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. Last Updated: 07/27/2016

Mosenergo's '97 Profits Fall by 50%

Moscow's energy company, Mosenergo, suffered a massive 52 percent drop in profits last year, according to a new report by Deutsche Morgan Grenfell investment bank.

The report, however, also cited a number of positive trends, such as higher payment collection, which should add to Mosenergo's long-term value in the eyes of investors, the report's author said.

Mosenergo's net profits fell last year from $972 million to $471 million, with the drop due to an 11 percent decline in sales, as well as a 20 percent rise in the unit cost of power, Derek Weaving, emerging Europe utilities analyst at DMG, said.

Despite the rise in unit power costs, Mosenergo's overall production cost increased by only 1 percent, as it generated 8 percent less power and 3 percent less heat, the report said.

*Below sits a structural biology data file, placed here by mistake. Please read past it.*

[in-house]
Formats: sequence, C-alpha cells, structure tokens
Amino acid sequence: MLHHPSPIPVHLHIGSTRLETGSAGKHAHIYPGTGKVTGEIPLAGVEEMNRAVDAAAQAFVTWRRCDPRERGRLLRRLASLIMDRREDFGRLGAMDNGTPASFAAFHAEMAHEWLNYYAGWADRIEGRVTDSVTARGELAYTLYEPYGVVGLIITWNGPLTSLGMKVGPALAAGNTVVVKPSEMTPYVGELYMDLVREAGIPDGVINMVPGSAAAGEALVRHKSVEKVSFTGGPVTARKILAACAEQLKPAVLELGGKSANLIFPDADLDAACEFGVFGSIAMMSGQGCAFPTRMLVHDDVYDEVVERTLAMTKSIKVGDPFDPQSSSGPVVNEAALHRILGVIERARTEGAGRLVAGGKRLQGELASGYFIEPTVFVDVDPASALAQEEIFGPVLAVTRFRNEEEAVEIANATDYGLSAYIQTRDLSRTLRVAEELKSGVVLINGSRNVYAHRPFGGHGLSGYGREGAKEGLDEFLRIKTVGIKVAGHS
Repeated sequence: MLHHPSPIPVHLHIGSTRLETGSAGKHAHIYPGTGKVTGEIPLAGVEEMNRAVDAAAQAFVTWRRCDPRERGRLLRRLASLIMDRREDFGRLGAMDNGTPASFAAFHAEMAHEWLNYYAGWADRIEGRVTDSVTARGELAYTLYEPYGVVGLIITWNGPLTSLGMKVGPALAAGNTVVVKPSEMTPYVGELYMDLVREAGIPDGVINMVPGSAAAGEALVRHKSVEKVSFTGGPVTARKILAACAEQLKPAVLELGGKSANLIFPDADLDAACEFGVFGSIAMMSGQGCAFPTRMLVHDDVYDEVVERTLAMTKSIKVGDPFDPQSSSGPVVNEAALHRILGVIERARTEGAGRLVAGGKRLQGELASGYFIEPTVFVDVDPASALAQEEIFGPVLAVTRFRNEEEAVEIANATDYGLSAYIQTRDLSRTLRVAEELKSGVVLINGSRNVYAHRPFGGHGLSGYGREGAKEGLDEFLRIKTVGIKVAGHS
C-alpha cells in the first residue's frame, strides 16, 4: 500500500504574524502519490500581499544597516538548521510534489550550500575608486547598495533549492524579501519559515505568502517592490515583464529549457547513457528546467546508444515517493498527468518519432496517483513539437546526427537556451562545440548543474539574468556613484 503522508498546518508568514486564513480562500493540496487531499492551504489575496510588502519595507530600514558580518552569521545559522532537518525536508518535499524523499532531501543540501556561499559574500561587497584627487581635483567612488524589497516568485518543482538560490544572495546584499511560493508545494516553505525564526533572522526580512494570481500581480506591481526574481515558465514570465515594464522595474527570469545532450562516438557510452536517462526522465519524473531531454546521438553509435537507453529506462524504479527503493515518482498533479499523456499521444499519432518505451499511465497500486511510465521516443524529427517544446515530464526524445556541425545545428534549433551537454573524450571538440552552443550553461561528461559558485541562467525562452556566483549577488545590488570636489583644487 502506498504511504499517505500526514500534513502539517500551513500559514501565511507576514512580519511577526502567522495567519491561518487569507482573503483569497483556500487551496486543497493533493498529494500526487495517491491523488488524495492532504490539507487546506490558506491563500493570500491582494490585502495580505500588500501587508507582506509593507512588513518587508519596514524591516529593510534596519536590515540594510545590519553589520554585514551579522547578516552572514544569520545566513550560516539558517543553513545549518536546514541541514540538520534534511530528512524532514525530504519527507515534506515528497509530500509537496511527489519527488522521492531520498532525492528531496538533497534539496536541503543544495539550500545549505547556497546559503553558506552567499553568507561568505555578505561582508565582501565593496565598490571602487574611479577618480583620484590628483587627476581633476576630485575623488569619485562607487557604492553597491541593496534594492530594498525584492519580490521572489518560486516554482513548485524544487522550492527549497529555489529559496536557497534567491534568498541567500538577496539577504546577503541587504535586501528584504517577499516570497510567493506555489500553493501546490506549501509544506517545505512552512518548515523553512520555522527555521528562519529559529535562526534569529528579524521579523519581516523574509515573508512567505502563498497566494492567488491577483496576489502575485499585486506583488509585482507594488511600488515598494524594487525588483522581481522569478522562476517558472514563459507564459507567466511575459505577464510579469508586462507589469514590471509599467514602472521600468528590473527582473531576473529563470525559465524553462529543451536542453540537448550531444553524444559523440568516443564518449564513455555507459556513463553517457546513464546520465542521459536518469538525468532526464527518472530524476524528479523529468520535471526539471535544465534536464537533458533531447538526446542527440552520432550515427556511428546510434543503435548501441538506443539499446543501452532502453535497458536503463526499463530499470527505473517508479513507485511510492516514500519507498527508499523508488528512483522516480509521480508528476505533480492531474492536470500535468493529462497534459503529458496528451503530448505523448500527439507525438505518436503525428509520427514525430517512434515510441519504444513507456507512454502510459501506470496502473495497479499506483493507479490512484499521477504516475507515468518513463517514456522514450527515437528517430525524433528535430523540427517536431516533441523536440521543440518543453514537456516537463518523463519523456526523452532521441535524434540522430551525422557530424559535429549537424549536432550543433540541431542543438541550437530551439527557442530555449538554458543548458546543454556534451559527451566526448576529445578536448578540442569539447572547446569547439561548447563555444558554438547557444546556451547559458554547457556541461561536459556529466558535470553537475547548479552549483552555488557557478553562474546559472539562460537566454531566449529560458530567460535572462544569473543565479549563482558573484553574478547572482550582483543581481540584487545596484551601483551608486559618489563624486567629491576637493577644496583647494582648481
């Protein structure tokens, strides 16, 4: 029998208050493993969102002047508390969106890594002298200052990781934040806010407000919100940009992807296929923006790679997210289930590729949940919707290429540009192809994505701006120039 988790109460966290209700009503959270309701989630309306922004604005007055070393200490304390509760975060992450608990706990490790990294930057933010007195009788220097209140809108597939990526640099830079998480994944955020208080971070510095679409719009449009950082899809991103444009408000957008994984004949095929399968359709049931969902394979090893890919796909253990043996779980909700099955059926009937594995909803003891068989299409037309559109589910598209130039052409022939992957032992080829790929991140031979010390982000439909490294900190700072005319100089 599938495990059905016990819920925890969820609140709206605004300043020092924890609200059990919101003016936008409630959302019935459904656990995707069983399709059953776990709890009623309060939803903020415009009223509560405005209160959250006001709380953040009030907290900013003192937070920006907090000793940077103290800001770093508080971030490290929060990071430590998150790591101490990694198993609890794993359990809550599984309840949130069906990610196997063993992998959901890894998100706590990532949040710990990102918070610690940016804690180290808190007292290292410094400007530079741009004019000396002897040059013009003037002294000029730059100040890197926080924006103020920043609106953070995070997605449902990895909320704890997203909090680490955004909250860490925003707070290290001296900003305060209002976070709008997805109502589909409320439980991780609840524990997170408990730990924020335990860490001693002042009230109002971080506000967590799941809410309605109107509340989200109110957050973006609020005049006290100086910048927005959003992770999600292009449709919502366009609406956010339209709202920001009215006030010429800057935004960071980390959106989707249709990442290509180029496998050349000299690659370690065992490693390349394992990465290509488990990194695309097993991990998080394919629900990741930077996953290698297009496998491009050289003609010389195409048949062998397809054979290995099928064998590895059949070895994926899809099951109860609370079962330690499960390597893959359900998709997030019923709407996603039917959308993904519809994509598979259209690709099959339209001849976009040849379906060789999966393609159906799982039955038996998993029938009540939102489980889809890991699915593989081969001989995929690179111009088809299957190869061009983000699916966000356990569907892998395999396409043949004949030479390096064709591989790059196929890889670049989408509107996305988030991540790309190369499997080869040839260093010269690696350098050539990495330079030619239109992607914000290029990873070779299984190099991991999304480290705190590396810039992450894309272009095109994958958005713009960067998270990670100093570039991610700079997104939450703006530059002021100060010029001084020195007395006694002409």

An increase in fuel prices and, in particular, a 40 percent rise in maintenance costs due partly to inflation contributed to the higher cost of energy production per unit, Weaver said.

The report shows that Mosenergo's decreased sales and lower output were due to the company cutting power from nonpaying regional customers and selling less to the wholesale market.

The report said Mosenergo's major success in 1997 was to increase its payment collection rate. Debt owed by heat and electricity consumers for 1997 increased by 10 percent -- just a fraction of the 140 percent in 1996, the report said.

Bowing to the unwillingness of the city's politicians to make residents pay more for their electricity, the company kept its domestic tariff of 2 cents to 3 cents per kilowatt-hour unchanged in 1997 -- although it reduced its industrial tariff by 5 percent to 7 cents per kilowatt-hour.